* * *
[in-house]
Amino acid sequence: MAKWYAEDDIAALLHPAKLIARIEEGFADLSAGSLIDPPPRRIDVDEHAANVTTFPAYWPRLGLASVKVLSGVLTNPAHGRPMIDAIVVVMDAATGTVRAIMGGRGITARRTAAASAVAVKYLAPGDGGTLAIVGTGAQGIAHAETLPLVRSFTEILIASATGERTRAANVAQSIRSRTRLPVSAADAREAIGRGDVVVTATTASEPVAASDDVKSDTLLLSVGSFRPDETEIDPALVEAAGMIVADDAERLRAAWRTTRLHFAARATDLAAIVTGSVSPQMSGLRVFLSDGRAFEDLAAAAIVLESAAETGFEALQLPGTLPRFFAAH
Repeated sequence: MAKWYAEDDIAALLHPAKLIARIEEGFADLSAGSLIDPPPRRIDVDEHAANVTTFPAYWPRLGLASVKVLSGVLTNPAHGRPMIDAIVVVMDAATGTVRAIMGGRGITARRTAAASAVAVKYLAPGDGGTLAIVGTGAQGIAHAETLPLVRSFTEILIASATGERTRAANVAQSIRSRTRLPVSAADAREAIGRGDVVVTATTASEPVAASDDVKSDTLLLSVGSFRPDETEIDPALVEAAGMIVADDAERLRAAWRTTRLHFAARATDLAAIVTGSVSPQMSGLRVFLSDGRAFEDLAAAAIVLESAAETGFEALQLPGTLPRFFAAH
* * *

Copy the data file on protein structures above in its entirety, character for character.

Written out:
[in-house]
Amino acid sequence: MAKWYAEDDIAALLHPAKLIARIEEGFADLSAGSLIDPPPRRIDVDEHAANVTTFPAYWPRLGLASVKVLSGVLTNPAHGRPMIDAIVVVMDAATGTVRAIMGGRGITARRTAAASAVAVKYLAPGDGGTLAIVGTGAQGIAHAETLPLVRSFTEILIASATGERTRAANVAQSIRSRTRLPVSAADAREAIGRGDVVVTATTASEPVAASDDVKSDTLLLSVGSFRPDETEIDPALVEAAGMIVADDAERLRAAWRTTRLHFAARATDLAAIVTGSVSPQMSGLRVFLSDGRAFEDLAAAAIVLESAAETGFEALQLPGTLPRFFAAH
Repeated sequence: MAKWYAEDDIAALLHPAKLIARIEEGFADLSAGSLIDPPPRRIDVDEHAANVTTFPAYWPRLGLASVKVLSGVLTNPAHGRPMIDAIVVVMDAATGTVRAIMGGRGITARRTAAASAVAVKYLAPGDGGTLAIVGTGAQGIAHAETLPLVRSFTEILIASATGERTRAANVAQSIRSRTRLPVSAADAREAIGRGDVVVTATTASEPVAASDDVKSDTLLLSVGSFRPDETEIDPALVEAAGMIVADDAERLRAAWRTTRLHFAARATDLAAIVTGSVSPQMSGLRVFLSDGRAFEDLAAAAIVLESAAETGFEALQLPGTLPRFFAAH